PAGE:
Retailers shift their ad spending from TV, radio and print ads to digital ads.
Overall Internet penetration among U.S. households will grow only slightly this year to 64%, according to a new study from Parks Associates, a market research and consulting firm.
Overall Internet penetration among U.S. households will grow slightly this year from 63% to 64%, according to a new study from Parks Associates, a market research and consulting firm.
29% of households without Internet access don’t own a computer, according to Parks’ National Technology Scan (2005), a survey of 1,000 U.S. homes. Another 5% own computers but wouldn’t subscribe to an Internet service at any cost and 2% own computers and intend to subscribe to an Internet service.
Among reasons given by those who said they won’t subscribe to an Internet service, 31% said they had access to the Internet at work, 18% said they weren’t interested in anything on the Internet, 8% said they didn’t know how to use the Internet, 4% said it’s too expensive to buy a computer, and 39% gave other reasons.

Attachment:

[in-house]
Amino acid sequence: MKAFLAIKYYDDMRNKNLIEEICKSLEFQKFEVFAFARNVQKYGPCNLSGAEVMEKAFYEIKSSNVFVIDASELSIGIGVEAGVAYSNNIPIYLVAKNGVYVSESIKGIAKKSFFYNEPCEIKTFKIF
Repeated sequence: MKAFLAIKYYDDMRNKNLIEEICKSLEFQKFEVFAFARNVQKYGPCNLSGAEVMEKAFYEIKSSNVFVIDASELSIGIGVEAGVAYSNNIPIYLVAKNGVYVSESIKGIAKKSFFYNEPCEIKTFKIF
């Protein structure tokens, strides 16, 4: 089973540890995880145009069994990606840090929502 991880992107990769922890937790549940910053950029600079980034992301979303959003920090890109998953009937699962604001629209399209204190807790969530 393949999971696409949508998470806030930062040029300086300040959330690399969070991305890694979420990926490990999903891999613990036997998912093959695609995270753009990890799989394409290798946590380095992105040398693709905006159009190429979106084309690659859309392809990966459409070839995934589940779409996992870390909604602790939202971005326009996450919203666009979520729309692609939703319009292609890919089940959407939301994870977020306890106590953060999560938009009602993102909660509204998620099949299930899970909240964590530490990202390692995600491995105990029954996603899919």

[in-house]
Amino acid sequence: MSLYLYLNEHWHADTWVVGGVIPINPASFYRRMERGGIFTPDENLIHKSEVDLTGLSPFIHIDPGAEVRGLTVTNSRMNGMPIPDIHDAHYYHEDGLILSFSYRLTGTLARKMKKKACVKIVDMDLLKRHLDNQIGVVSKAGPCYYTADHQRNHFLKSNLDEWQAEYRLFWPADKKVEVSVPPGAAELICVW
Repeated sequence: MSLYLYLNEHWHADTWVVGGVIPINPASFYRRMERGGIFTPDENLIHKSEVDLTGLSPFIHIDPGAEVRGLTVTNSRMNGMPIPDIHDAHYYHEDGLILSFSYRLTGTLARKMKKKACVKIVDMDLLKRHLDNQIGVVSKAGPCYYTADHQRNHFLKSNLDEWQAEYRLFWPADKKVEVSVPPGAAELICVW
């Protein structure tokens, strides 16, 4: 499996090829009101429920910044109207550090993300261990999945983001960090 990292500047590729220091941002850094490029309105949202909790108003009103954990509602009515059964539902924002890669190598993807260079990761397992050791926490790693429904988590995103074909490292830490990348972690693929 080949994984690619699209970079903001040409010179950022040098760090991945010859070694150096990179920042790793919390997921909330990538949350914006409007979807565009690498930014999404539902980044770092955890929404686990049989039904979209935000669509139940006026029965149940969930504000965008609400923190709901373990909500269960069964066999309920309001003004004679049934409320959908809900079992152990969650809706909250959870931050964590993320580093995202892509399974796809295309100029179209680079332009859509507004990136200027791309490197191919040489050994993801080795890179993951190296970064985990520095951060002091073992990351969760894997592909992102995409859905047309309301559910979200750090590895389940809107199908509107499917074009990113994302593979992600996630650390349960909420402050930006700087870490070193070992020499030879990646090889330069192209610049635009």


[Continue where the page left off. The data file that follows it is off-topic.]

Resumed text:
“We are clearly facing a problem of demand, not supply,” said John Barrett, director of research. “Computers and Internet service have never been cheaper, yet many households still show little enthusiasm for technology.”
Parks also found that 42% of all U.S. households have broadband access; 4% have narrow band access but plan to upgrade to broadband; and 18% have narrowband access but don’t intend to upgrade.